If there’s anything that concerns you in renting out your property, you should make a point to mention that in the lease. This is your opportunity to let your tenants know what is and isn’t acceptable. By providing detailed clauses in your lease, you can ensure your property will be well tended and you’ll be spared the costs of paying for damages.

*Originally posed on JasonCohenPittsburgh.net

Should You Buy or Build?

What does success and achieving the American Dream look like to you? For many, the answer would be owning a home – with or without the stereotypical white picket fence. Owning a house implies permanence and financial in a way that even long-term renting never could; it shows that a person has the financial ability and will to set down the roots that will allow them to provide a long-term home for themselves and their family. But for some, buying someone else’s house isn’t enough; no property looks quite right or feels quite like home. They decide to build their new property from the ground up, and bring the house they dream of into reality. But how feasible is this plan? Should you build – or would it be better to buy? Let’s take a look at the facts.

According to statistics provided by The United States Federal Reserve, the average sale price of a home sold in the first quarter of 2018 stood at $375,000 – a hefty sum, given that the Bureau of Labor Statistics puts the median wage for American workers as of 2017 at  $44,564, and the average household income at just $73,298. To add yet another obstacle, the average American household is knee-deep in debt; the BLS further estimates that on average, households are responsible for repaying about $137,00.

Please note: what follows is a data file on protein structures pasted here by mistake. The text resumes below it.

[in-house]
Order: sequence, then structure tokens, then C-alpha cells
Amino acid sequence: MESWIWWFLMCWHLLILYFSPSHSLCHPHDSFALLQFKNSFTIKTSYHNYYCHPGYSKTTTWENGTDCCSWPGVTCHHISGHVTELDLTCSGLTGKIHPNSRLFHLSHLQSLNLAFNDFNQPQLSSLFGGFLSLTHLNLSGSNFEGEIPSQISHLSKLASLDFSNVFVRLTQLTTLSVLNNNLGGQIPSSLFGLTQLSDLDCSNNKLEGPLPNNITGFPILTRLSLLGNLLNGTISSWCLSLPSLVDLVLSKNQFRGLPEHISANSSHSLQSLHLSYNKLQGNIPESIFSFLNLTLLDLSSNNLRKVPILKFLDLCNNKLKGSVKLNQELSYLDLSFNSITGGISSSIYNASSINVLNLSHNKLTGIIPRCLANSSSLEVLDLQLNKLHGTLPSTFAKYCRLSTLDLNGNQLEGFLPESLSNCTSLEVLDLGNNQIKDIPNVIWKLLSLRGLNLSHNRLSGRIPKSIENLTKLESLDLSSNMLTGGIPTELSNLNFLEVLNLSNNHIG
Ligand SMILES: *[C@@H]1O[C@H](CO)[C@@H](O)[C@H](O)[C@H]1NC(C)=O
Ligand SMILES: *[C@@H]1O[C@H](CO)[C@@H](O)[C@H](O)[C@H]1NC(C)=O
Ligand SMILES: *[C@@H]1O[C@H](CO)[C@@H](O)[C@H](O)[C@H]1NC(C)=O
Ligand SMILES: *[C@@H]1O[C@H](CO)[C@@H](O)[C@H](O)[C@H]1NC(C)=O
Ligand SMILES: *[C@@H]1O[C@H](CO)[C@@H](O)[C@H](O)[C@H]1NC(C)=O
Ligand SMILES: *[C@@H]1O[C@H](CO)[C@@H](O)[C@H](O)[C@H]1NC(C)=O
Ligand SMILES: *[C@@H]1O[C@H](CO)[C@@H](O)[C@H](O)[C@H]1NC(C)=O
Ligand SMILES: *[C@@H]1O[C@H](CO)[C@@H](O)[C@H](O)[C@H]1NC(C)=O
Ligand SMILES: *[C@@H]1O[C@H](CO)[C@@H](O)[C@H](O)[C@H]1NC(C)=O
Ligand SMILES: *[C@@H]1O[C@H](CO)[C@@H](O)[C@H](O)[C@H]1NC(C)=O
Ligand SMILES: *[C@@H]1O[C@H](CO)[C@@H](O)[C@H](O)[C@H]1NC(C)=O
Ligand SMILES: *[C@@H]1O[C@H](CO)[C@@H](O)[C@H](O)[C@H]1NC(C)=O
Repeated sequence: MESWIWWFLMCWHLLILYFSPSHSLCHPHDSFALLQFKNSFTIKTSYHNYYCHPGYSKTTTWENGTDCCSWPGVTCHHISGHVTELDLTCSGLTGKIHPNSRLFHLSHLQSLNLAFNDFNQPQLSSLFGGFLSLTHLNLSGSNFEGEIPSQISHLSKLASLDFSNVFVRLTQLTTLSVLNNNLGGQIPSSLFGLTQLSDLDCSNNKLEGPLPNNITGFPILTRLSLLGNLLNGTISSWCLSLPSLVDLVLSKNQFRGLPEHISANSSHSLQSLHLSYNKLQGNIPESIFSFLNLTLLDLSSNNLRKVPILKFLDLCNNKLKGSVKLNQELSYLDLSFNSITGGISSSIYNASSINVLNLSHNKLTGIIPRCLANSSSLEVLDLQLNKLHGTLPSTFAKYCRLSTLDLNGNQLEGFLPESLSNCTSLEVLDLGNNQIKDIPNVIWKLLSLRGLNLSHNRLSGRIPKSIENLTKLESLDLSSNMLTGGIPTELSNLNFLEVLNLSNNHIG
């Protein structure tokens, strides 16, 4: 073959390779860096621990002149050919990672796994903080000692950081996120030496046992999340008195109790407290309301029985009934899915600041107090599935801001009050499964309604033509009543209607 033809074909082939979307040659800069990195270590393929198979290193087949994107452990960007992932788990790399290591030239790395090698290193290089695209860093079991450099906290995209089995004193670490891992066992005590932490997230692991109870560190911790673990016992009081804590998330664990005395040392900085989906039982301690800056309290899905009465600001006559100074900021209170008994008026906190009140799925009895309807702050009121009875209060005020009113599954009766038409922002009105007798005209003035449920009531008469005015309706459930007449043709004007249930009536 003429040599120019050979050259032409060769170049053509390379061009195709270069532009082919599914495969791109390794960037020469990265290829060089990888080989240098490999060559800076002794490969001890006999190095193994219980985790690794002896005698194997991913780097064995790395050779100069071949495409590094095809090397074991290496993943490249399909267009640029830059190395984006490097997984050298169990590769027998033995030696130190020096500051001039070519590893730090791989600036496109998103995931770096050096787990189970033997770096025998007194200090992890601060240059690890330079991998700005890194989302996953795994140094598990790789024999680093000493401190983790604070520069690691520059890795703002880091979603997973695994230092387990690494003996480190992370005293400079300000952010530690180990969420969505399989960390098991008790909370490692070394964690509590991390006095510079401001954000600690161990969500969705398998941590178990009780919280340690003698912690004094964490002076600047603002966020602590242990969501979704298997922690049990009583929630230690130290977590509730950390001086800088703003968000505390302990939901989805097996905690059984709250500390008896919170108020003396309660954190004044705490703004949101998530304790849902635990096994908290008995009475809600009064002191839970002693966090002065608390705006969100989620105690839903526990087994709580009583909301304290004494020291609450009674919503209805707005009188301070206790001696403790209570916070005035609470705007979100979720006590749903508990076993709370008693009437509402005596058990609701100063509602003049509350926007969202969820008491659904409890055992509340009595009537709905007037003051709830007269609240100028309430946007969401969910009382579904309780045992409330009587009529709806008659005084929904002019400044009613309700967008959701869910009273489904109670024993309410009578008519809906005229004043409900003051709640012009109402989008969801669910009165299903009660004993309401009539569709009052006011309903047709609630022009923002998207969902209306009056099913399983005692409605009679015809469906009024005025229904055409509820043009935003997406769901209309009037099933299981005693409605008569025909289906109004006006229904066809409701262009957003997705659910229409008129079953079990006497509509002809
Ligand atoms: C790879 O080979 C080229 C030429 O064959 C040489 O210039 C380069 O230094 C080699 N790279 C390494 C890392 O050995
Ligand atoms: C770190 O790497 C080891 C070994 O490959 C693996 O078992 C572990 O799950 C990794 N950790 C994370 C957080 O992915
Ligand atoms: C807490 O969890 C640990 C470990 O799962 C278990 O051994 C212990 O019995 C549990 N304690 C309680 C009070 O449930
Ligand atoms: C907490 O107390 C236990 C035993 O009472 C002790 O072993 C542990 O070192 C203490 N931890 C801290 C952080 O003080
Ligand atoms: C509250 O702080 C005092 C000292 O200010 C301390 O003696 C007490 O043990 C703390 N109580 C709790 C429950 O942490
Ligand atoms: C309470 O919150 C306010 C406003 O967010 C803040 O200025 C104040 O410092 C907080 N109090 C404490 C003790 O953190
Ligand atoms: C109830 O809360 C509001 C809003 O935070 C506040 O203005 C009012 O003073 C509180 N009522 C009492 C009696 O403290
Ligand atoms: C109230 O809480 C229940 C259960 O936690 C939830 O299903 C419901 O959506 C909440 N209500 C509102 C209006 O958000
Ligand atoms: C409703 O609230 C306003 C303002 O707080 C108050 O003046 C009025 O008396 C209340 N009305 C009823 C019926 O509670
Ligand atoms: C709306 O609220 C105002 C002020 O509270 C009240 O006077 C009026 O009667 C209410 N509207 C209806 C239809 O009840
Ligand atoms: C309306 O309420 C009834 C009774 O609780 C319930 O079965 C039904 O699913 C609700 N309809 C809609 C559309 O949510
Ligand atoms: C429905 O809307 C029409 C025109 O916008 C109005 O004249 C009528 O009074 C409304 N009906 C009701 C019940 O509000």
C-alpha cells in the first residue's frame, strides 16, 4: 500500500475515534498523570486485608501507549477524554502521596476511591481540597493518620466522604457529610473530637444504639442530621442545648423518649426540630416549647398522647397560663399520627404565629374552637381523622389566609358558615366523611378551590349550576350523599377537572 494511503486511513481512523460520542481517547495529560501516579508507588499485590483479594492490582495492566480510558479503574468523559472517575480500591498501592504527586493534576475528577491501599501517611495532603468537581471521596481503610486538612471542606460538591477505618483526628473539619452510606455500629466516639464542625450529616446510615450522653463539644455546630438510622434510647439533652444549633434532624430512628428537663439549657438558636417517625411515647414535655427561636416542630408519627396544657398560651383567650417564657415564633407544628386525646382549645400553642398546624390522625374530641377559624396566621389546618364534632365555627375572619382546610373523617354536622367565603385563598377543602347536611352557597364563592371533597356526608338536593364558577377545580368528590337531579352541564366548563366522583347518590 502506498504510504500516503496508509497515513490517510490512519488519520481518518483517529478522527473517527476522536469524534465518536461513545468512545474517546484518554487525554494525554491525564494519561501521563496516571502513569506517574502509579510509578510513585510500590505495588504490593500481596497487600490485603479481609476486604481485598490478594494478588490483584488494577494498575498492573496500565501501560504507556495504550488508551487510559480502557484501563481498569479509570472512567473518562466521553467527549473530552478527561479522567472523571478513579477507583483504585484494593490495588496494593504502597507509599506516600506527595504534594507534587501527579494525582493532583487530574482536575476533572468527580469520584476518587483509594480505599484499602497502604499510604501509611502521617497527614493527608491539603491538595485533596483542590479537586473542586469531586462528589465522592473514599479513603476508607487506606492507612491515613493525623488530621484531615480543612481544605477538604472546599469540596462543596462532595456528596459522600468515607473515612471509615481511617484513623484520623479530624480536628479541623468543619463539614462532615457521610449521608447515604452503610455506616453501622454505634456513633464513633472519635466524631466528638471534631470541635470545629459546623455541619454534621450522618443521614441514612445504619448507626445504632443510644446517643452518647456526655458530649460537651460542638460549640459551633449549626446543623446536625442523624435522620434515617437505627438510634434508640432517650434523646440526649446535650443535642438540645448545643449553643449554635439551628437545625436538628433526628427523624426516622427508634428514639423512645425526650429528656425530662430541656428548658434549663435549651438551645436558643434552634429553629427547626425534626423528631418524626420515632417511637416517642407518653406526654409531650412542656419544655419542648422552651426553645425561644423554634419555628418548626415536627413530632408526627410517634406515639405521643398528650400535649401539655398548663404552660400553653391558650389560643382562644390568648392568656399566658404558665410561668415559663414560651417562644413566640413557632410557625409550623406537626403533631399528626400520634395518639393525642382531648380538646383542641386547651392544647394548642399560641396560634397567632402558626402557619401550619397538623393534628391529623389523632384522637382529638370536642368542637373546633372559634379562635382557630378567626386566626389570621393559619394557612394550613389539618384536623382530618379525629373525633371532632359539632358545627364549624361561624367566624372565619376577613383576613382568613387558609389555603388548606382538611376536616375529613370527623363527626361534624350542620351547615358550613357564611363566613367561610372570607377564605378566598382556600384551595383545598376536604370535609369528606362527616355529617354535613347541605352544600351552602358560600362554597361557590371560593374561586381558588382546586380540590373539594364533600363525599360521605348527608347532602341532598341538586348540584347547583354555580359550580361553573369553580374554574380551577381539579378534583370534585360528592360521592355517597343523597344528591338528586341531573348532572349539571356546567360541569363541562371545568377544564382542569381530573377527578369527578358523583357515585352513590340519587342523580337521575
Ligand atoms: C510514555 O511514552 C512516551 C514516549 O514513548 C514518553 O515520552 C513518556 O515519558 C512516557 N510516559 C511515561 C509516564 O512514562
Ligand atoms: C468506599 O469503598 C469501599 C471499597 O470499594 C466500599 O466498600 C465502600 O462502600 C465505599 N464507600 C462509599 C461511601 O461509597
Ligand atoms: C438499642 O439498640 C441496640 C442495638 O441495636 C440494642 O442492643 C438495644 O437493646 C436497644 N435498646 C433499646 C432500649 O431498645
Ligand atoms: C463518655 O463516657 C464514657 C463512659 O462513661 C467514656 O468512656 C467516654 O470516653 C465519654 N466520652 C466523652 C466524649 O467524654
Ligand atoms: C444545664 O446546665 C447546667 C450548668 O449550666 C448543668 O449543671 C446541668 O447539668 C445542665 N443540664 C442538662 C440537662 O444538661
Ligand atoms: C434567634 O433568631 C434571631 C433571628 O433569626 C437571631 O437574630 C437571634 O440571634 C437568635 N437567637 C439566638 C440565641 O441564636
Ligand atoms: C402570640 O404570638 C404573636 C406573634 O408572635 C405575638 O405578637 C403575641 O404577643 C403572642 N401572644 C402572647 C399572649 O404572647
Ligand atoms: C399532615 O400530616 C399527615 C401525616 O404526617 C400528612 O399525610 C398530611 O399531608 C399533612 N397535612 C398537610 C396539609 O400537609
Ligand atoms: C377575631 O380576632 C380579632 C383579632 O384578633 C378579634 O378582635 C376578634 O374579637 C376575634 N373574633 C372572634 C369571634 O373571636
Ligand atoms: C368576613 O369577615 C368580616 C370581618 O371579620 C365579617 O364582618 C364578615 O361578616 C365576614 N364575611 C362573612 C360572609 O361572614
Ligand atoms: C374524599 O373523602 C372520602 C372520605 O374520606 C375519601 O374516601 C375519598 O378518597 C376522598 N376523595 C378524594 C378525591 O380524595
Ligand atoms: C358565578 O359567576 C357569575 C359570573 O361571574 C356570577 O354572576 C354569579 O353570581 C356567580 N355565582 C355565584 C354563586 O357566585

Taken together, these financial barriers make it difficult – but not impossible! – for families to buy or build the home of their dreams. Prospective homeowners should consider the following points before they enter into the market:  

Do you have the resources to build?

Americans that earn more than roughly $400,000 to $600,000 per year, possess relatively small debts, and have substantial nest eggs could reasonably build a home without too much financial risk.

Do you plan on settling down in an area for longer than a decade?

The longer one plans on living in an area, the more easily one can make one’s mind up regarding this tough situation. If there are any chances that one could move in the remainder of their working lives, renting is likely the best option available.

Odds are, you wouldn’t want to go to the time and trouble of building a home from the ground up if you foresaw yourself moving within five years. If you have an occupation that requires you to travel or move often, renting would by far be your best option. However, if you intend on staying in one area for years and want to live in one home for over a decade, building your dream home could be a great option. That said, if you plan on moving to a bigger home in a few years, buying might be your best bet.

Cost comparison
Realtor indicates that the median home purchase price hovers around $223,000, whereas building one from scratch is roughly $289,415. Building could be cheaper in some cases, though buying is almost always the more affordable option.

*Originally posted on JasonCohenPittsburgh.org